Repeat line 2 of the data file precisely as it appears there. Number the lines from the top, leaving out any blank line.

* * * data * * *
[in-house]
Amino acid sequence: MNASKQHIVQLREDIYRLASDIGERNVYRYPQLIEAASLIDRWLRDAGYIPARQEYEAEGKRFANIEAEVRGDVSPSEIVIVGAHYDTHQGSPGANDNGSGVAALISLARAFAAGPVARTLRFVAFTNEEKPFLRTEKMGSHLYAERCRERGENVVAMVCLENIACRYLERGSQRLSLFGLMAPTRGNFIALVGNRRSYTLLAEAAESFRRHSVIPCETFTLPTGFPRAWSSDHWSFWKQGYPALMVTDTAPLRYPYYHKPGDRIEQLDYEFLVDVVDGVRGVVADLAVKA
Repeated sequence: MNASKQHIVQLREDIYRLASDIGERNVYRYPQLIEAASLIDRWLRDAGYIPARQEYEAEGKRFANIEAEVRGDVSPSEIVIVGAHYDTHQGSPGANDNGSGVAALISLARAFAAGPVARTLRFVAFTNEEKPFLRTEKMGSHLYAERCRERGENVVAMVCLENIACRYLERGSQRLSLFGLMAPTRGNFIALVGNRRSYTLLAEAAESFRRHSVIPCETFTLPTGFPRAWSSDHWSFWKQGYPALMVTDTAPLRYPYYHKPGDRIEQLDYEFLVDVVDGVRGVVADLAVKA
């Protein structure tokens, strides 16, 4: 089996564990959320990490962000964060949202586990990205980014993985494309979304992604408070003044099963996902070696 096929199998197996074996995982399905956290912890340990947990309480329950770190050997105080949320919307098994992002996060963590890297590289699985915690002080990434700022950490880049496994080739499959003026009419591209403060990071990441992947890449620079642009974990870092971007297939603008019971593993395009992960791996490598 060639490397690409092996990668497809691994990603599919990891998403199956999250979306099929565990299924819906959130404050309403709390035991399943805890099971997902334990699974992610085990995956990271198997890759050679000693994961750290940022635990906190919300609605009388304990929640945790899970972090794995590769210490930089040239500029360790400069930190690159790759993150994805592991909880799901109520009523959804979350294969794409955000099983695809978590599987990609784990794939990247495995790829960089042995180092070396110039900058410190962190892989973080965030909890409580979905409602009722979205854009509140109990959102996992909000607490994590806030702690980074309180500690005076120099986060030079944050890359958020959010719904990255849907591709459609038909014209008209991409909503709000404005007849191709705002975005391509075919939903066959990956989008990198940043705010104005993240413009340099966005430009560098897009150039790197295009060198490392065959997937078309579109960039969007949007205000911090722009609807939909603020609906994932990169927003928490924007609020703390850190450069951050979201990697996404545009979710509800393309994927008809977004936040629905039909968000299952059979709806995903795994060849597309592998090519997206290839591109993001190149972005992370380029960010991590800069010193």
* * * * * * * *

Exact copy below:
Amino acid sequence: MNASKQHIVQLREDIYRLASDIGERNVYRYPQLIEAASLIDRWLRDAGYIPARQEYEAEGKRFANIEAEVRGDVSPSEIVIVGAHYDTHQGSPGANDNGSGVAALISLARAFAAGPVARTLRFVAFTNEEKPFLRTEKMGSHLYAERCRERGENVVAMVCLENIACRYLERGSQRLSLFGLMAPTRGNFIALVGNRRSYTLLAEAAESFRRHSVIPCETFTLPTGFPRAWSSDHWSFWKQGYPALMVTDTAPLRYPYYHKPGDRIEQLDYEFLVDVVDGVRGVVADLAVKA